Subsection (3) of Section fifty-nine of the Income Tax Act, 1945, which prohibits the making of an initial allowance to the buyer of machinery or plant in the circumstances referred to in paragraph ( a) of Subsection (1) of that Section shall be amended by the addition to the second proviso of the words:
" and where the sale takes place after the appointed day at a price which is more than four-fifths of the limit of recharge, an allowance shall be made equal to the excess with a maximum allowance of one-fifth of the limit of recharge."—[ Sir P. Bennett.]
Brought up, and read the First time.
I beg to move, "That the Clause be read a Second time."The point which I am putting is a small one, but for reasons which I will mention later, it is of considerable importance at the present moment. It deals with the 20 per cent. allowance which is made when machinery is bought in the ordinary way. This is only an advance, because in the normal way the depreciation will be allowed over the year, but the initial allowance of 20 per cent. is of considerable value in arranging capital in times of reorganisation and reconversion. When the sale is a plant purchase by an ordinary company no question arises, but there are sales between controlled companies, that is, between one controlled company and another. Then it is right that conditions should be made so that the controller company does not arrange matters so as to be able to write the plant down and pass it from one to another, and so get this 20 per cent. to cover the whole value by passing the plant on from one to the other. It is possible for a buyer inside a group to obtain from a seller inside the same group certain plant, and he ignores the fact that there is a balancing charge on the seller, which the Revenue can put into effect, which gives back the initial amount which had already been given to the other member of the group on the first purchase of the plant from outside. This new Clause simply seeks to put this point right. It gives back to the seller who has already suffered a balancing charge from the Revenue and gives back to the buyer who has taken the plant over, an initial amount equal to that with which the seller has already been charged. So it arranges that within the group there is only one initial payment. It is of some importance because at the present time there are a number of contemplated amalgamations, and it is desirable tint the plant should be modernised. I hope that I have made it clear that the group will always be certain of one 20 per cent. and nothing more, which is the Revenue's point of view; and nothing less, which is the industry's point of view. I am quite certain that the Solicitor-General, who knows this question, will understand the point that I have been trying to make. It is a simple one and I hope that he will be able to meet us.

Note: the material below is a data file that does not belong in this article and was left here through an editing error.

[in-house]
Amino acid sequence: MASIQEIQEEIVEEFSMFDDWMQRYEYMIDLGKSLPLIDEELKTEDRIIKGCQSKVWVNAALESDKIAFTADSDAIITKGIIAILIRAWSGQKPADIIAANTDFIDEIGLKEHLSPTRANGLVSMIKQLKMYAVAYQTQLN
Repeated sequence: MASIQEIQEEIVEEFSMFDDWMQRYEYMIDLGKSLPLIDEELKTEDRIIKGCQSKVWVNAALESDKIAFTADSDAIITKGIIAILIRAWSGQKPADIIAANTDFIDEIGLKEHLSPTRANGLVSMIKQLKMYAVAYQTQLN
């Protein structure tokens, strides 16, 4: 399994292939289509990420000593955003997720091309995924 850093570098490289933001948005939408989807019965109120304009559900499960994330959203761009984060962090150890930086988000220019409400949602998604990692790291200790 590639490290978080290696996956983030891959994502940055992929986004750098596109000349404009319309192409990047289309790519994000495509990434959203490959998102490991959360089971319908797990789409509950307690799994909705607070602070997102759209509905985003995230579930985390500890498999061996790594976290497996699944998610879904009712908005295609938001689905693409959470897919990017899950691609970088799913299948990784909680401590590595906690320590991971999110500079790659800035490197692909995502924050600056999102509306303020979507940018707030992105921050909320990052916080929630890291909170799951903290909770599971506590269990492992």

:My right hon. Friend feels that a case has been made out, subject to certain qualifications, for this new Clause. I want to make clear what the qualification is. Section 59 of the Income Tax Act and Subsection (3) to which the hon. Member refers is drawn with a view to preventing undue allowances being obtained by fictitious sales between groups of companies, as he indicates; but where there is a perfectly bona fide sale at a proper market price, and the result of that sale is that the selling company loses the whole of its.initial allowance, there is an injustice, in the view of my right hon. Friend, which calls for some consideration. Actually, of course, the initial allowance is never completely lost. It is postponed, although postponed for a substantial number of years, because it may be used up in the annual allowance, which will take some years to materialise. Meanwhile, taxes may, and probably will, diminish considerably, and, therefore, there is a case for an initial allowance being retained for the advantage of the group where there is a bona fide sale as between companies.The Income Tax Act, 1945, comes into operation only on the appointed day, which is 6th April, 1946, so that there is no immediate urgency about the matter; but I can give the Committee an assurance, on behalf of my right hon. Friend, that, without binding himself finally to any form of words or to any particular undertaking, he will consider the matter sympathetically between now and next April. With that assurance, I hope the hon. Gentleman will withdraw the new Clause.
I wish to thank the Solicitor-General for the way in which he has dealt with this new Clause. He and the Government know that the amalgamations I have in mind are in the national interest, and as those concerned felt that it would be a considerable advantage to them to have this point cleared up, I am grateful for the Solicitor-General's promise, and I beg to ask leave to withdraw the Motion.
Motion and Clause, by leave, withdrawn.